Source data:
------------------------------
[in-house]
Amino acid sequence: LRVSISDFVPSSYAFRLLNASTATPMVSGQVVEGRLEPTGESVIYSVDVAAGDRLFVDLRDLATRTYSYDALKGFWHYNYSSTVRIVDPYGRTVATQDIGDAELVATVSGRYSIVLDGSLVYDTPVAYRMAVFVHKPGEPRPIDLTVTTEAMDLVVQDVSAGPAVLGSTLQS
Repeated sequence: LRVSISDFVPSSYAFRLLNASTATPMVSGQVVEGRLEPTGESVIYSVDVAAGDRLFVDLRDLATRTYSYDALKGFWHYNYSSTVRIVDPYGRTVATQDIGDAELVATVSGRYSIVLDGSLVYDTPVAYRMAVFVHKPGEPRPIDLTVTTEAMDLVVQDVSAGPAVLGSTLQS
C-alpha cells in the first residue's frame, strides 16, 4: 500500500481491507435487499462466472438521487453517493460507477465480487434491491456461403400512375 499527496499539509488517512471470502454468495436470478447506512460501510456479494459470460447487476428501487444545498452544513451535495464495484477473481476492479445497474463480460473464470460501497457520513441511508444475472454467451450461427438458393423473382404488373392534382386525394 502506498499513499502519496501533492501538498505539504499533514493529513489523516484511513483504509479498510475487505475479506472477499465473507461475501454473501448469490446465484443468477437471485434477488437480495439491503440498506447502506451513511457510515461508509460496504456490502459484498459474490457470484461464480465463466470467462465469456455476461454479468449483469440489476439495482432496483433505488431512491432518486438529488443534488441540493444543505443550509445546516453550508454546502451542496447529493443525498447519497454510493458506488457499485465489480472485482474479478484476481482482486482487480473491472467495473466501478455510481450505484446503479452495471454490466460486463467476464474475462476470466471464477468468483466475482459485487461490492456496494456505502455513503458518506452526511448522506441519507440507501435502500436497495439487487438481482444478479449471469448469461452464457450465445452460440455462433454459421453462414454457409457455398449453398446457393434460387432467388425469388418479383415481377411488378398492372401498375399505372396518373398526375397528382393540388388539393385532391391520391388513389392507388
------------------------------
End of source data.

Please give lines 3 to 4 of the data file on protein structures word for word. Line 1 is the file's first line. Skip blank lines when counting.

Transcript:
Repeated sequence: LRVSISDFVPSSYAFRLLNASTATPMVSGQVVEGRLEPTGESVIYSVDVAAGDRLFVDLRDLATRTYSYDALKGFWHYNYSSTVRIVDPYGRTVATQDIGDAELVATVSGRYSIVLDGSLVYDTPVAYRMAVFVHKPGEPRPIDLTVTTEAMDLVVQDVSAGPAVLGSTLQS
C-alpha cells in the first residue's frame, strides 16, 4: 500500500481491507435487499462466472438521487453517493460507477465480487434491491456461403400512375 499527496499539509488517512471470502454468495436470478447506512460501510456479494459470460447487476428501487444545498452544513451535495464495484477473481476492479445497474463480460473464470460501497457520513441511508444475472454467451450461427438458393423473382404488373392534382386525394 502506498499513499502519496501533492501538498505539504499533514493529513489523516484511513483504509479498510475487505475479506472477499465473507461475501454473501448469490446465484443468477437471485434477488437480495439491503440498506447502506451513511457510515461508509460496504456490502459484498459474490457470484461464480465463466470467462465469456455476461454479468449483469440489476439495482432496483433505488431512491432518486438529488443534488441540493444543505443550509445546516453550508454546502451542496447529493443525498447519497454510493458506488457499485465489480472485482474479478484476481482482486482487480473491472467495473466501478455510481450505484446503479452495471454490466460486463467476464474475462476470466471464477468468483466475482459485487461490492456496494456505502455513503458518506452526511448522506441519507440507501435502500436497495439487487438481482444478479449471469448469461452464457450465445452460440455462433454459421453462414454457409457455398449453398446457393434460387432467388425469388418479383415481377411488378398492372401498375399505372396518373398526375397528382393540388388539393385532391391520391388513389392507388